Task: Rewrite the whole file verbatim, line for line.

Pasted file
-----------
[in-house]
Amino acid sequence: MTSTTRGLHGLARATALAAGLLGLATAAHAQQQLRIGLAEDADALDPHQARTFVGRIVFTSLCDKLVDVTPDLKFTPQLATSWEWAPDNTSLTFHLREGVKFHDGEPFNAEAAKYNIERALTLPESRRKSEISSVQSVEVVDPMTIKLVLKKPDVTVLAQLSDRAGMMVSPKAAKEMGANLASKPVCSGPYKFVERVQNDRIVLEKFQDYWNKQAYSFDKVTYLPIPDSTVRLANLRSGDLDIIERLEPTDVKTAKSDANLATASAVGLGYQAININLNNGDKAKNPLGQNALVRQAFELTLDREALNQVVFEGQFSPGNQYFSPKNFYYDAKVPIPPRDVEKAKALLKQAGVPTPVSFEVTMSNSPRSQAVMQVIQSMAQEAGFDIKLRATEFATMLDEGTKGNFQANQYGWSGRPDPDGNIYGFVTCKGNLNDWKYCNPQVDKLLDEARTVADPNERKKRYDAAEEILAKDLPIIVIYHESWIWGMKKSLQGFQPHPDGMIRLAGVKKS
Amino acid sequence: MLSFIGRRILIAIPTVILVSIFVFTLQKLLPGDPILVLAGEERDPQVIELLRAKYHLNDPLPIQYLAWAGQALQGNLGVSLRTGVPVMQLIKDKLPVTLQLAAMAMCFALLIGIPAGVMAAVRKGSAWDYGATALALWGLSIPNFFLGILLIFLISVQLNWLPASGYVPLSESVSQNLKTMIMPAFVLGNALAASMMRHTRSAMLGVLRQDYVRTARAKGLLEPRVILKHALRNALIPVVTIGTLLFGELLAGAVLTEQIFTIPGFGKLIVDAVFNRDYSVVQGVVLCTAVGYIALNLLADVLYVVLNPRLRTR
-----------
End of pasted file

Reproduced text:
[in-house]
Amino acid sequence: MTSTTRGLHGLARATALAAGLLGLATAAHAQQQLRIGLAEDADALDPHQARTFVGRIVFTSLCDKLVDVTPDLKFTPQLATSWEWAPDNTSLTFHLREGVKFHDGEPFNAEAAKYNIERALTLPESRRKSEISSVQSVEVVDPMTIKLVLKKPDVTVLAQLSDRAGMMVSPKAAKEMGANLASKPVCSGPYKFVERVQNDRIVLEKFQDYWNKQAYSFDKVTYLPIPDSTVRLANLRSGDLDIIERLEPTDVKTAKSDANLATASAVGLGYQAININLNNGDKAKNPLGQNALVRQAFELTLDREALNQVVFEGQFSPGNQYFSPKNFYYDAKVPIPPRDVEKAKALLKQAGVPTPVSFEVTMSNSPRSQAVMQVIQSMAQEAGFDIKLRATEFATMLDEGTKGNFQANQYGWSGRPDPDGNIYGFVTCKGNLNDWKYCNPQVDKLLDEARTVADPNERKKRYDAAEEILAKDLPIIVIYHESWIWGMKKSLQGFQPHPDGMIRLAGVKKS
Amino acid sequence: MLSFIGRRILIAIPTVILVSIFVFTLQKLLPGDPILVLAGEERDPQVIELLRAKYHLNDPLPIQYLAWAGQALQGNLGVSLRTGVPVMQLIKDKLPVTLQLAAMAMCFALLIGIPAGVMAAVRKGSAWDYGATALALWGLSIPNFFLGILLIFLISVQLNWLPASGYVPLSESVSQNLKTMIMPAFVLGNALAASMMRHTRSAMLGVLRQDYVRTARAKGLLEPRVILKHALRNALIPVVTIGTLLFGELLAGAVLTEQIFTIPGFGKLIVDAVFNRDYSVVQGVVLCTAVGYIALNLLADVLYVVLNPRLRTR